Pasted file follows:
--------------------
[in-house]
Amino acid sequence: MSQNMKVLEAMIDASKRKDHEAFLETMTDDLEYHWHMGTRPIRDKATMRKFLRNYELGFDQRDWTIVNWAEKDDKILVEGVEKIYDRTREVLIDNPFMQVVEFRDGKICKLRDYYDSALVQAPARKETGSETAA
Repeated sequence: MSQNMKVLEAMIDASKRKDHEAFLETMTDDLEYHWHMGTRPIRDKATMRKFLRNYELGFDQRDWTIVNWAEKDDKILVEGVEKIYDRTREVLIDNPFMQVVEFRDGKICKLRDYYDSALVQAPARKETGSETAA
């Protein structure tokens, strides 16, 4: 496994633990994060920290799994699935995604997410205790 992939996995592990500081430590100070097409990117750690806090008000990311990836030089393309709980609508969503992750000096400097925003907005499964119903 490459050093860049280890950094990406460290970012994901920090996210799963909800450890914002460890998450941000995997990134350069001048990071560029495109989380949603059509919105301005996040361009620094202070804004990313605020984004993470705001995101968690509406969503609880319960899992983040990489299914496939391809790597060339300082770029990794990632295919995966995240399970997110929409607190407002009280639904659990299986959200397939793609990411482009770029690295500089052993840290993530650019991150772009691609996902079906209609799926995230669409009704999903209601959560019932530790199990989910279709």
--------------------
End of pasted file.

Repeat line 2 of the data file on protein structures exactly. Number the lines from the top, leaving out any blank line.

Amino acid sequence: MSQNMKVLEAMIDASKRKDHEAFLETMTDDLEYHWHMGTRPIRDKATMRKFLRNYELGFDQRDWTIVNWAEKDDKILVEGVEKIYDRTREVLIDNPFMQVVEFRDGKICKLRDYYDSALVQAPARKETGSETAA